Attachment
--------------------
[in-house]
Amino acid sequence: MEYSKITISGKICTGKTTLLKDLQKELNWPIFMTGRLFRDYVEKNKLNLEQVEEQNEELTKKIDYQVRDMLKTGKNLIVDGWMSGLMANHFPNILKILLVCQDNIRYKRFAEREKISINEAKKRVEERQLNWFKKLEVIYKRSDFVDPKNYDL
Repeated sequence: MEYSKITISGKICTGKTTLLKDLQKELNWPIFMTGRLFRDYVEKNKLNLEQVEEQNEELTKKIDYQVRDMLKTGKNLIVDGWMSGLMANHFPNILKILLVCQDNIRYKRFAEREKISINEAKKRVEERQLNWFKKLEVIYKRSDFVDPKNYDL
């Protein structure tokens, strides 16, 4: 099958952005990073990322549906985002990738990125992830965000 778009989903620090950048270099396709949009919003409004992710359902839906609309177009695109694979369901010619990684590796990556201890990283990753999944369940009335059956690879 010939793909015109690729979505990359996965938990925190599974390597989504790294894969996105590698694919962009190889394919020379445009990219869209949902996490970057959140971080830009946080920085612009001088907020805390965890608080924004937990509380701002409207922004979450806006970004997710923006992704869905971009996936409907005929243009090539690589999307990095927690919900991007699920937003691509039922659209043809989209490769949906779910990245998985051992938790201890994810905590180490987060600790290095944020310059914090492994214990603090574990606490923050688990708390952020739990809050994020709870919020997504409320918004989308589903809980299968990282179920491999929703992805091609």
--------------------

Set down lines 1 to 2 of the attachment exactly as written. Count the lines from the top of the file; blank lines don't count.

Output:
[in-house]
Amino acid sequence: MEYSKITISGKICTGKTTLLKDLQKELNWPIFMTGRLFRDYVEKNKLNLEQVEEQNEELTKKIDYQVRDMLKTGKNLIVDGWMSGLMANHFPNILKILLVCQDNIRYKRFAEREKISINEAKKRVEERQLNWFKKLEVIYKRSDFVDPKNYDL